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Pelosi says she'd be comfortable with Sanders at top of ticket

House Speaker Nancy PelosiNancy PelosiLawmakers demand changes after National Guard troops at Capitol sickened from tainted food Andrew Yang condemns attacks against Asian Americans Congress in lockdown: Will we just 'get used to it'? MORE (D-Calif.) on Wednesday said she would be comfortable with Sen. Bernie SandersBernie SandersMcConnell makes failed bid to adjourn Senate after hours-long delay Senate holds longest vote in history as Democrats scramble to save relief bill Democrats break COVID-19 impasse with deal on jobless benefits MORE (I-Vt.) as the Democratic presidential nominee in November.

The congresswoman was asked the question as she was leaving a closed-door meeting in the House basement Wednesday morning.

She replied with one word: "Yes."

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Other congressional Democrats have balked at the idea of Sanders, a longtime independent and self-proclaimed democratic socialist, being the party's nominee in the general election.

Senate Minority Leader Charles SchumerChuck SchumerLawmakers demand changes after National Guard troops at Capitol sickened from tainted food Ron Johnson forces reading of 628-page Senate coronavirus relief bill on floor Senate panel splits along party lines on Becerra MORE (D-N.Y.) on Tuesday also suggested that he would be comfortable with the Vermont senator as his party's nominee.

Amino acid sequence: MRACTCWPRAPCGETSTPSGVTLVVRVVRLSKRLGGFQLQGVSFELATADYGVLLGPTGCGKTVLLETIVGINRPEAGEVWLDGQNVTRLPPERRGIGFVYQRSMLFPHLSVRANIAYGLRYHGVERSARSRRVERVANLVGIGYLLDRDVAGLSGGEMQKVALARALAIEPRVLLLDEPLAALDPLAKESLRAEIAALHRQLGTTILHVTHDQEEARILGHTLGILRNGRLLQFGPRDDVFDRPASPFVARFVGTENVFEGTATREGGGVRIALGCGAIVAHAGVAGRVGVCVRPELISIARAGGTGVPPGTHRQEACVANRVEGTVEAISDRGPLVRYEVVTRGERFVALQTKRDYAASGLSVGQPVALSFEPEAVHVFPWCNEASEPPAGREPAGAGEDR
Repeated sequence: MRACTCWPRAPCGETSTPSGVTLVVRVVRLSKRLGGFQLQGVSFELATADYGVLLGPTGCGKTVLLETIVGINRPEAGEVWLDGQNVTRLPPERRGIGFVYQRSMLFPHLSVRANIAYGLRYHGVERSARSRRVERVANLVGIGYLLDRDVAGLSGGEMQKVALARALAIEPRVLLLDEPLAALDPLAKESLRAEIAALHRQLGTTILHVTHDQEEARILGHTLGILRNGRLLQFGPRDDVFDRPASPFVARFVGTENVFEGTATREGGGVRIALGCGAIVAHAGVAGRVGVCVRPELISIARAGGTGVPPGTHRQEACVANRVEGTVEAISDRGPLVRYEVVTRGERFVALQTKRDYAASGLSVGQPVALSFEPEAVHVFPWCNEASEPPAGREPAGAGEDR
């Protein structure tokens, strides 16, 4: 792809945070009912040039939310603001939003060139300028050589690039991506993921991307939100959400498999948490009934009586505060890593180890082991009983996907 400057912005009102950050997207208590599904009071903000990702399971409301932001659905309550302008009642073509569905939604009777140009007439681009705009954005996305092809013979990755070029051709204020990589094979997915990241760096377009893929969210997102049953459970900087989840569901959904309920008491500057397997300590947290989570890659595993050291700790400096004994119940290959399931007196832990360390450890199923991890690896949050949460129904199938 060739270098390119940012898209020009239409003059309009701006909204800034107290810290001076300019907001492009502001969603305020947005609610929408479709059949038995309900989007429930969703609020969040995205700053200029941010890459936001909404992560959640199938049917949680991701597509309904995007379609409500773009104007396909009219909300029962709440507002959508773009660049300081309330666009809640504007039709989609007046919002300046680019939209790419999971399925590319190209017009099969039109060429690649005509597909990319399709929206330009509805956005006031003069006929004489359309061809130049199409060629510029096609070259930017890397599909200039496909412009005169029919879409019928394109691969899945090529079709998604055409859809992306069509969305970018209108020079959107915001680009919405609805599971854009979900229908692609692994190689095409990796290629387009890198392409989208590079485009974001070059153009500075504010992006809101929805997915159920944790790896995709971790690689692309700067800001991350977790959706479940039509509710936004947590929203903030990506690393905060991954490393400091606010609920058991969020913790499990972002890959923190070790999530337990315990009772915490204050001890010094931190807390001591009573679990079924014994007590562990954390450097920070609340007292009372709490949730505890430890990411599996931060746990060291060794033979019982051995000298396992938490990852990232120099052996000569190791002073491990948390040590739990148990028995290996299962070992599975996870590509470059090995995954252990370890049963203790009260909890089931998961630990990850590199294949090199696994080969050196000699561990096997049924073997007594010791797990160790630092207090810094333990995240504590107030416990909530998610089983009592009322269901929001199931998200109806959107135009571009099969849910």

"Look, the bottom line is very simple," Schumer said Tuesday when asked about Sanders's praise of former Cuban leader Fidel Castro's literacy program.

"We have a lot of strong nominees. ... I'm not supporting one over the other, but I think every one of them will beat President TrumpDonald TrumpTrump announces new tranche of endorsements DeSantis, Pence tied in 2024 Republican poll Lawmakers demand changes after National Guard troops at Capitol sickened from tainted food MORE," he said.

Sanders has surged to front-runner status after virtually tying for first in Iowa and winning New Hampshire and Nevada outright.

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The Vermont Independent has also cut into former Vice President Joe BidenJoe BidenSenate holds longest vote in history as Democrats scramble to save relief bill Ex-Trump appointee arrested in Capitol riot complains he won't be able to sleep in jail Biden helps broker Senate deal on unemployment benefits MORE's once-sizable lead in South Carolina, which is seen as a bellwether primary state with its large African American population.

In the latest NBC News-Marist poll, Biden held a 27 percent-23 percent lead over Sanders in South Carolina.

Biden's candidacy could see new momentum after receiving the significant endorsement of House Majority Whip James Clyburn (D-S.C.) on Wednesday morning. Clyburn is the highest-ranking black congressional lawmaker and Biden has held a firm lead on support from black voters. Nearly a third of South Carolina's population is black.